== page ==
- 5/19/2013 Shepard designs dream room
- 5/19/2013 Sue Jolly Award will honor student Mock Trial Team member
- 5/19/2013 Anglican Church to host homeless meeting
- 5/19/2013 North Augusta bookings
- 5/19/2013 Suspect sought in theft of Walmart cell phones
- 5/19/2013 STEMfest exposes students to principles of science, technology
- 5/19/2013 North Augusta crime blotter
- 5/19/2013 North Augusta High School hosts 309 student runners
- 5/19/2013 Predators fall to Knights in walk-off fashion
- 5/12/2013 Predators stumble against Knights, face uphill battle
- 5/12/2013 Lady Predators have to win to stay in
- 5/12/2013 Phil Schaefer reflects on North Augusta history
- 5/12/2013 North Augusta golf team’s season ends in Sumter
- 5/12/2013 NAHS grad named SEC Men’s Golf Freshman of the Year
- 5/12/2013 World’s No. 1 disc golfer pays a visit to Hippodrome
- 5/5/2013 Lady Jackets bow out of playoffs following extra-innings loss
- 5/19/2013 Column: Downtown developments: Vacations less and less important
- 5/19/2013 Wrinkles: Recognizing mothers and angels
- 5/19/2013 Phragments from Phyllis: A mother’s a mother for the rest of her life
- 5/19/2013 Letter: Bring the troops home from Afghanistan
- 5/19/2013 Column: New PASS exams intended to benefit student performance
- 5/19/2013 Chaplain's corner: In his hand
- 5/12/2013 Column: The best of both borders
- 5/12/2013 Chaplain’s Corner: A mother’s joy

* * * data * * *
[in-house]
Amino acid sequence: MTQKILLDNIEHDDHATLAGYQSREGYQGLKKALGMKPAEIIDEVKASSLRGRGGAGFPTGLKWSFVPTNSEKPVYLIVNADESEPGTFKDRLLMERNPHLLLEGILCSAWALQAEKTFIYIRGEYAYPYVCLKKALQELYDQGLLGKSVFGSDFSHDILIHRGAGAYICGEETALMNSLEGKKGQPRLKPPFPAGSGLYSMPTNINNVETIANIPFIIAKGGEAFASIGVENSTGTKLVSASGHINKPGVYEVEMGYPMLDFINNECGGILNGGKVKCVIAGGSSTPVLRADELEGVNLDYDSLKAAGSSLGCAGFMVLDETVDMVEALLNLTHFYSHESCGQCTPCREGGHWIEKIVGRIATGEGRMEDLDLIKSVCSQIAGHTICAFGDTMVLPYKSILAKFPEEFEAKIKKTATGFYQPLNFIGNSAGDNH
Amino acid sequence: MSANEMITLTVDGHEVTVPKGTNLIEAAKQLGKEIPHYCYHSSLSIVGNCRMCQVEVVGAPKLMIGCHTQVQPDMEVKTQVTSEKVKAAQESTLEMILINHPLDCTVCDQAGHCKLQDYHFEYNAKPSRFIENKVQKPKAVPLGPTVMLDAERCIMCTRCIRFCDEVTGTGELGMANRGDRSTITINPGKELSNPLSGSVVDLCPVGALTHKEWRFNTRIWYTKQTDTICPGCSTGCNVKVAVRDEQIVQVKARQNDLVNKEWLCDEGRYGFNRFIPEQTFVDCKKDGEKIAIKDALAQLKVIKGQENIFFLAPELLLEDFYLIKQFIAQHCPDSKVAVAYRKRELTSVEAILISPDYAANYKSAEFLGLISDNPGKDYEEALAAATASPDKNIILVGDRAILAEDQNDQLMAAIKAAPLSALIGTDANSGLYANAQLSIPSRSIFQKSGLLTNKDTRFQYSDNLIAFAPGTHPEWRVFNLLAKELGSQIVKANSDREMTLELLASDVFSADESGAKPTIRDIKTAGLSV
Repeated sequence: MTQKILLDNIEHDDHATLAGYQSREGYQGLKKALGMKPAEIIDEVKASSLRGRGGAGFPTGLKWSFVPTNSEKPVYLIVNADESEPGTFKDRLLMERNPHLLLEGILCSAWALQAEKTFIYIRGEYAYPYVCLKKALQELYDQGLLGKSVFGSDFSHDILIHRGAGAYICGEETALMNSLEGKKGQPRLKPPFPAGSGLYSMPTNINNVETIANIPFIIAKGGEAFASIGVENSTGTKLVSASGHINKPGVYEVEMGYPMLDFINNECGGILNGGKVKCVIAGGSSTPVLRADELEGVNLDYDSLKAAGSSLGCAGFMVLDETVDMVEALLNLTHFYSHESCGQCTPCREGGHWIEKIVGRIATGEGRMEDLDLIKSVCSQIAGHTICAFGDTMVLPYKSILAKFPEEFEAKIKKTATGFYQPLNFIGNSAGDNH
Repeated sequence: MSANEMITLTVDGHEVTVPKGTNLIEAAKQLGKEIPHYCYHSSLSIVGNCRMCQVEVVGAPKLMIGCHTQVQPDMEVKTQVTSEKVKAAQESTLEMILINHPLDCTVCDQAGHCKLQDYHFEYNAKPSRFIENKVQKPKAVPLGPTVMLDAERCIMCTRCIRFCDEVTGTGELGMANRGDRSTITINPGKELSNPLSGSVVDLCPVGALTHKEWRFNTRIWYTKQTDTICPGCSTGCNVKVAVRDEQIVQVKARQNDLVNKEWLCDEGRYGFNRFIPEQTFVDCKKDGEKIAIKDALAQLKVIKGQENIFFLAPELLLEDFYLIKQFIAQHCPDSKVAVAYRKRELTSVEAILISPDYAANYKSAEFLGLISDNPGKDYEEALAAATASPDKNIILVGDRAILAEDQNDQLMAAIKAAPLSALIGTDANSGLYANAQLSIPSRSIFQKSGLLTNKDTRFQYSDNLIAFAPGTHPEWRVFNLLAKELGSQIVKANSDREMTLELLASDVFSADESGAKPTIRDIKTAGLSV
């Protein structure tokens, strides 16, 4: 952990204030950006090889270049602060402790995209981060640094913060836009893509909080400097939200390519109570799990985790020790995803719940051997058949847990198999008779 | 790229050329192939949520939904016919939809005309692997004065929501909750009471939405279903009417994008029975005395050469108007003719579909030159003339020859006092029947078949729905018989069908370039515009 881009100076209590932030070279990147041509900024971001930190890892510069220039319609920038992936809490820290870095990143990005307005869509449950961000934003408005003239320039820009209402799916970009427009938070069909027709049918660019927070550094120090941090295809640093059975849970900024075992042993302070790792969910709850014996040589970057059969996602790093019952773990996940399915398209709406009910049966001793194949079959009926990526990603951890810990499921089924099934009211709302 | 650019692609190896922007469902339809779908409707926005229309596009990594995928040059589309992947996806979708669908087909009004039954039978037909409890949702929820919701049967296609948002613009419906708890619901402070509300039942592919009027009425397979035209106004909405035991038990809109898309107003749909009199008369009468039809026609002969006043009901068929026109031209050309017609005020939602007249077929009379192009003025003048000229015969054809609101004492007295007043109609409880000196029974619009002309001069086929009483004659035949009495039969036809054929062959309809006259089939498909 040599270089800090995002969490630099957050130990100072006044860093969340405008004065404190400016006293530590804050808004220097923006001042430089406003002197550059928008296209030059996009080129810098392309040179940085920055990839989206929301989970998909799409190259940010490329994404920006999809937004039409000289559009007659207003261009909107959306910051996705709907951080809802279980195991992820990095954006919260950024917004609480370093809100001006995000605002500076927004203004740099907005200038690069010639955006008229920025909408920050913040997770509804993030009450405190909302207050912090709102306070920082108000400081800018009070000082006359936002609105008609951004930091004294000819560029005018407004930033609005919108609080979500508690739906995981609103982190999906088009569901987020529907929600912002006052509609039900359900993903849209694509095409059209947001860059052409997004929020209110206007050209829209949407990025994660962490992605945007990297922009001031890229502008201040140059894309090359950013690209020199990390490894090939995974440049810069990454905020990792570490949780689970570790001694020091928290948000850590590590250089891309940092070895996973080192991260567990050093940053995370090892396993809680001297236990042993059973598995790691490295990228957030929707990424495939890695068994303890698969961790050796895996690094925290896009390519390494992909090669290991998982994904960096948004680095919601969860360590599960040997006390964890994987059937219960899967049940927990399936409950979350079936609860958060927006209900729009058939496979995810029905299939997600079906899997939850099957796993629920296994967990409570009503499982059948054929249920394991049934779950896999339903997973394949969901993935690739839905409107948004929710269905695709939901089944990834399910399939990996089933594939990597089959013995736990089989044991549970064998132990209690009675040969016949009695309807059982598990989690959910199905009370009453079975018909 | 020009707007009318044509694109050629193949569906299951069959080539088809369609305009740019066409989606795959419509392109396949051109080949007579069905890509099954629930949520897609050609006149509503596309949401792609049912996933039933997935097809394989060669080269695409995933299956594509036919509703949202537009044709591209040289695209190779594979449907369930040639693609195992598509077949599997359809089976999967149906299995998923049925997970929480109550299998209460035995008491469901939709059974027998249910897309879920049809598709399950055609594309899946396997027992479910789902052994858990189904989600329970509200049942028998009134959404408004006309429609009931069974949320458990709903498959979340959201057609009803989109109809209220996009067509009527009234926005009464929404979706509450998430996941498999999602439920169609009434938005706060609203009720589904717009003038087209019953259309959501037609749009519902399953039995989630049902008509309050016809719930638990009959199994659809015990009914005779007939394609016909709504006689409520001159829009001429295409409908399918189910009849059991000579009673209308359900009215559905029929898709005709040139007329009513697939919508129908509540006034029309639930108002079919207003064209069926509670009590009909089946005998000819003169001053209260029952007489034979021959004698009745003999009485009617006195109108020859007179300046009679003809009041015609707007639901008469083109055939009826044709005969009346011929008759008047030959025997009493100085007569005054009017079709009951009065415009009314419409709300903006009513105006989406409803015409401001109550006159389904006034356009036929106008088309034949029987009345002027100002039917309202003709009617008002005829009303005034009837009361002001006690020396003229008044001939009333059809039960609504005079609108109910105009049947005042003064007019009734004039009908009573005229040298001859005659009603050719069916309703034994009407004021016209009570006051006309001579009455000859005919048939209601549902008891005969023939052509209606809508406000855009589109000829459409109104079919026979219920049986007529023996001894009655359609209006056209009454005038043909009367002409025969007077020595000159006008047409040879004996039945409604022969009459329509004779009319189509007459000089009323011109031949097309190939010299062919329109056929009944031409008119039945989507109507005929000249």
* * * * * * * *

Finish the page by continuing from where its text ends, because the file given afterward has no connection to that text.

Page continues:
- 5/12/2013 Downtown developments: Bad customer service, part two
- 5/12/2013 Letter: Riverkeeper is a benefit to North Augustans
Artists help students get creative with clay
Meredith Leopard's students got some down-to-earth lessons in art last week, with help from a pair of artists-in-residence.
Focusing on clay were Patz and Mike Fowle, a husband-and-wife team based in Lake City. Leopard said she really appreciated the chance for her students to get solid instruction in the 45-minute course.
"The kids were super-excited," she added, pointing out that the teaching material was indigenous clay, and the delivery was "very calming."
The waiting game is now under way, with about two weeks being required for the students' creations to become completely dry.
"We made pigs," recalled Tessa Timmerman, a kindergartner who recalled the steps involved in creating noses, eyes, mouths (including "a dimple, the way I smile") and ears. "I learned that the ones who work with clay use their imagination," she said.
Fifth-grader Dawson Gallegos said his class also got some math support, in terms of focusing on shapes that are useful in geometry. "I didn't know that we would have a presenter coming to help us do different things about clay, and I thought it was really cool that we got to do that experience."
Patz Fowle's background, Leopard noted, covers a range of areas. "She has been in several books. She actually used to work for NASCAR for eight years, and she designed the trophies for the drivers, which was really cool. And she said she met all the drivers, which is really neat."